# August 19, 2004 5:18 AM

Jason Priestas said:

Good stuff! I personally perfer the 1TBS to conserve vertical space, but that's a matter of preference per developer.
# August 26, 2004 3:55 PM

Nick Govind said:

I am currently involved in a project at uni that involves the development of software in the C#. Am I able to apply the coding standard to our project, of course, without any legal issues arising from it?
# August 28, 2004 5:09 AM

Lance said:

Travis -

I definitely took your question as constructive and helpful. I hope that my verbose reply didnt come-off as too defensive.

I admittedly am not a formal author, trainer, or conference-presenter. I'm just a fellow developer who has strong opinions on best practices after years of seeing the good, the bad, and the ugly in development.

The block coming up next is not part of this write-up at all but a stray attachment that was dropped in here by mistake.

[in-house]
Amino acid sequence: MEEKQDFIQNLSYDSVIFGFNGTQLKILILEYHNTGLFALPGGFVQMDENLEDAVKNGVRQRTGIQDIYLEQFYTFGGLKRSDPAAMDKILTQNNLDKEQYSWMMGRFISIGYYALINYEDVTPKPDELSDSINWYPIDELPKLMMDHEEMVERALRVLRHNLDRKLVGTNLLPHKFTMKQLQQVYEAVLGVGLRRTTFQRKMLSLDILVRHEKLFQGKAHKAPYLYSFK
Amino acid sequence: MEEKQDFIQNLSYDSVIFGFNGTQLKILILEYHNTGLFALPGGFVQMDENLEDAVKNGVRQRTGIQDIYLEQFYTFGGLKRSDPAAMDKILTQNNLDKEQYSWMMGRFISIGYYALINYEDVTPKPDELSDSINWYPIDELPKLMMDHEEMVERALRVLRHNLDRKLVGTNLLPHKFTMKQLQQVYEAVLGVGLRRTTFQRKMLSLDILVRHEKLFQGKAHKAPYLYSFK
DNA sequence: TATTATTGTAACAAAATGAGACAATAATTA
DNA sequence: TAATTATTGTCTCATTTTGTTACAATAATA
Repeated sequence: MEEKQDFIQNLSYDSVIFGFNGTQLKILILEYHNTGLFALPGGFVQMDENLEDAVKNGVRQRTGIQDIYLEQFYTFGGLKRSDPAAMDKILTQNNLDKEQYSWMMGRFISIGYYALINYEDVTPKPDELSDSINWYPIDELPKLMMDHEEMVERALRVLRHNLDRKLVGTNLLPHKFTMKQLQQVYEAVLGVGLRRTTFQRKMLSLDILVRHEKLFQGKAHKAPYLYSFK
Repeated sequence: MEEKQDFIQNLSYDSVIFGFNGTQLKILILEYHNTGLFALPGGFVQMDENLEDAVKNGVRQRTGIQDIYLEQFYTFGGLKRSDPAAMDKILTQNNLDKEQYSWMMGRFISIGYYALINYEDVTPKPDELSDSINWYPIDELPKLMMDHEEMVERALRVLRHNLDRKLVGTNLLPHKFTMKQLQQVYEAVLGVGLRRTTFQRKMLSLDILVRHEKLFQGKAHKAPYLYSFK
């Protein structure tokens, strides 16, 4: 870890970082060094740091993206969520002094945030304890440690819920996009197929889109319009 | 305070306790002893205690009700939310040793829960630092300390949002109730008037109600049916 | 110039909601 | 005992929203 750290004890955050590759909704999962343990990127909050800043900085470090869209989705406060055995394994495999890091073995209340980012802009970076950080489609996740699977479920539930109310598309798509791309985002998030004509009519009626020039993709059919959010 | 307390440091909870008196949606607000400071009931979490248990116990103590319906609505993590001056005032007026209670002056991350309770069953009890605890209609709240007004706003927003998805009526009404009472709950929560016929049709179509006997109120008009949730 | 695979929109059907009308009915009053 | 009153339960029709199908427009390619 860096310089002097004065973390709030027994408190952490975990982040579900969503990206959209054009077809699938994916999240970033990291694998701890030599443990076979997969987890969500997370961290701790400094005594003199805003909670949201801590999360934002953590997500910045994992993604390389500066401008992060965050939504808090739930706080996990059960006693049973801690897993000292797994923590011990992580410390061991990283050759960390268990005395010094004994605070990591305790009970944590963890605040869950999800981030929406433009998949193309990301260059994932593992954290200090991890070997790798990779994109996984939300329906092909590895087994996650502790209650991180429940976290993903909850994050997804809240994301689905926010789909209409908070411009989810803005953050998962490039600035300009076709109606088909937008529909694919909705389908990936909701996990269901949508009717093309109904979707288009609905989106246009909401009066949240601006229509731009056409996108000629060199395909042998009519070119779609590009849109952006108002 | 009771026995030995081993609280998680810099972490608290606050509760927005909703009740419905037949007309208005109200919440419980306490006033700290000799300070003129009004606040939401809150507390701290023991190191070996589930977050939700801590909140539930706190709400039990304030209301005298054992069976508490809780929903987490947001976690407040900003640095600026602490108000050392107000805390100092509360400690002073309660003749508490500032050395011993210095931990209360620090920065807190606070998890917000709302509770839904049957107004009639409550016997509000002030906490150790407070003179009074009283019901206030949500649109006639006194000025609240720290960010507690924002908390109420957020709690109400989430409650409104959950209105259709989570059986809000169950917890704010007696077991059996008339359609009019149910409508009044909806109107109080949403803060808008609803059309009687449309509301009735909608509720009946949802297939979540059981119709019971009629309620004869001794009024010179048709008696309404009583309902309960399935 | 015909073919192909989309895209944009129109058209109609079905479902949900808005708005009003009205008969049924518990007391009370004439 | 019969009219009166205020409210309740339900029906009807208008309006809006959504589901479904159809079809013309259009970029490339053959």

Most of these rules come from performing code-reviews and are just automatic to me these days. I'm definitely looking at better communicating the reasons, assumptions, and potential solutions to each rule. Also, I have played a bit with turning the doc into a set of FxCop rules, but havent made much progress.

Keep your feedback coming, its all good!
# August 30, 2004 11:03 AM

Travis said:

The FXCop rules would be a GREAT addition!
# August 30, 2004 12:31 PM

Avoid using foreach with string arrays ??? said:

I don't know of any reason why we wouldn't want to use foreach on string arrays specifically.

Can you give some explanation on this topic?
# August 31, 2004 9:54 AM